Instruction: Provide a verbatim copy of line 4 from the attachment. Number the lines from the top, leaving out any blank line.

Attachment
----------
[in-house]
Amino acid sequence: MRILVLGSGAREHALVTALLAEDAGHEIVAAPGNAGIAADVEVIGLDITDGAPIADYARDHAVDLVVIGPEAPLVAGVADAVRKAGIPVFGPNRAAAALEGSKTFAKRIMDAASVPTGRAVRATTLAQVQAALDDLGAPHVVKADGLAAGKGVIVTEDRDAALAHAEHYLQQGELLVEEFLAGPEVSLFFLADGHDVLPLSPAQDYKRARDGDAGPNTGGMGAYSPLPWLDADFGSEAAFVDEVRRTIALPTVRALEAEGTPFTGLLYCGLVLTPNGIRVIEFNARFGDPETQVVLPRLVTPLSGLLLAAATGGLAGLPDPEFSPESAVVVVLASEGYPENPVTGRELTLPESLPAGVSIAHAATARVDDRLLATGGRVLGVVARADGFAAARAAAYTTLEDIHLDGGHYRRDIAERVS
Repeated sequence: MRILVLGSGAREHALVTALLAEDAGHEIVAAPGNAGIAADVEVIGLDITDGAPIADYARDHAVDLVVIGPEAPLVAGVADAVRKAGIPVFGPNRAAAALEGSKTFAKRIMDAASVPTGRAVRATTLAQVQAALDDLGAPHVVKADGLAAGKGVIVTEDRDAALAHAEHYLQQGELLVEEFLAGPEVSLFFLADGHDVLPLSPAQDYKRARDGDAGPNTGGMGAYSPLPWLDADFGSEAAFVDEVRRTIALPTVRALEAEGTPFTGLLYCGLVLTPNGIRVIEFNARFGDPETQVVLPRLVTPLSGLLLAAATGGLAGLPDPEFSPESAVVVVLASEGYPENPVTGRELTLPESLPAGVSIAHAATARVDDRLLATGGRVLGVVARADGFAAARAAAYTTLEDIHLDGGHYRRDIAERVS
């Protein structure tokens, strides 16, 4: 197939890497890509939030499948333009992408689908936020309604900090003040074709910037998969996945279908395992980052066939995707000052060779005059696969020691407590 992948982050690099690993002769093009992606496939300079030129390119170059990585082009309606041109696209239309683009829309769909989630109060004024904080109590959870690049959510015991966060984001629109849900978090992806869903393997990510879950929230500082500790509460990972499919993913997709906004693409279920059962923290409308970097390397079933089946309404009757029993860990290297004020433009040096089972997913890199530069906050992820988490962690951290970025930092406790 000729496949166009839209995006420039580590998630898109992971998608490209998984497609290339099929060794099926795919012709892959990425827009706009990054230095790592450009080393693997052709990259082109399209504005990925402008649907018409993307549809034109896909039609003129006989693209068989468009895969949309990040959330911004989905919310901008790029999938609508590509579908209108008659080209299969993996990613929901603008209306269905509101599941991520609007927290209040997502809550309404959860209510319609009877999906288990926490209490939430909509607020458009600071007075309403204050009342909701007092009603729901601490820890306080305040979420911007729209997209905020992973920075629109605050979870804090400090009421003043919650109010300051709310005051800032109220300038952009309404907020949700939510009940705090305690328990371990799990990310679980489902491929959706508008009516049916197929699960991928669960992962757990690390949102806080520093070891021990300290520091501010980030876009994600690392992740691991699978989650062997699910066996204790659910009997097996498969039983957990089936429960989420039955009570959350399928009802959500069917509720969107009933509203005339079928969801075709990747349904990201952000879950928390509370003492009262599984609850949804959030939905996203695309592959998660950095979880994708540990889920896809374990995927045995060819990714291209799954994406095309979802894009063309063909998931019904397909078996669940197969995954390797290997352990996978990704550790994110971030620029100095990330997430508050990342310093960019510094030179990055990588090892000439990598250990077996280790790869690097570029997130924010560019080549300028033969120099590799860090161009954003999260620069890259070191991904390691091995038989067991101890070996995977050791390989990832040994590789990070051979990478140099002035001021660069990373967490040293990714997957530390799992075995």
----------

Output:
């Protein structure tokens, strides 16, 4: 197939890497890509939030499948333009992408689908936020309604900090003040074709910037998969996945279908395992980052066939995707000052060779005059696969020691407590 992948982050690099690993002769093009992606496939300079030129390119170059990585082009309606041109696209239309683009829309769909989630109060004024904080109590959870690049959510015991966060984001629109849900978090992806869903393997990510879950929230500082500790509460990972499919993913997709906004693409279920059962923290409308970097390397079933089946309404009757029993860990290297004020433009040096089972997913890199530069906050992820988490962690951290970025930092406790 000729496949166009839209995006420039580590998630898109992971998608490209998984497609290339099929060794099926795919012709892959990425827009706009990054230095790592450009080393693997052709990259082109399209504005990925402008649907018409993307549809034109896909039609003129006989693209068989468009895969949309990040959330911004989905919310901008790029999938609508590509579908209108008659080209299969993996990613929901603008209306269905509101599941991520609007927290209040997502809550309404959860209510319609009877999906288990926490209490939430909509607020458009600071007075309403204050009342909701007092009603729901601490820890306080305040979420911007729209997209905020992973920075629109605050979870804090400090009421003043919650109010300051709310005051800032109220300038952009309404907020949700939510009940705090305690328990371990799990990310679980489902491929959706508008009516049916197929699960991928669960992962757990690390949102806080520093070891021990300290520091501010980030876009994600690392992740691991699978989650062997699910066996204790659910009997097996498969039983957990089936429960989420039955009570959350399928009802959500069917509720969107009933509203005339079928969801075709990747349904990201952000879950928390509370003492009262599984609850949804959030939905996203695309592959998660950095979880994708540990889920896809374990995927045995060819990714291209799954994406095309979802894009063309063909998931019904397909078996669940197969995954390797290997352990996978990704550790994110971030620029100095990330997430508050990342310093960019510094030179990055990588090892000439990598250990077996280790790869690097570029997130924010560019080549300028033969120099590799860090161009954003999260620069890259070191991904390691091995038989067991101890070996995977050791390989990832040994590789990070051979990478140099002035001021660069990373967490040293990714997957530390799992075995």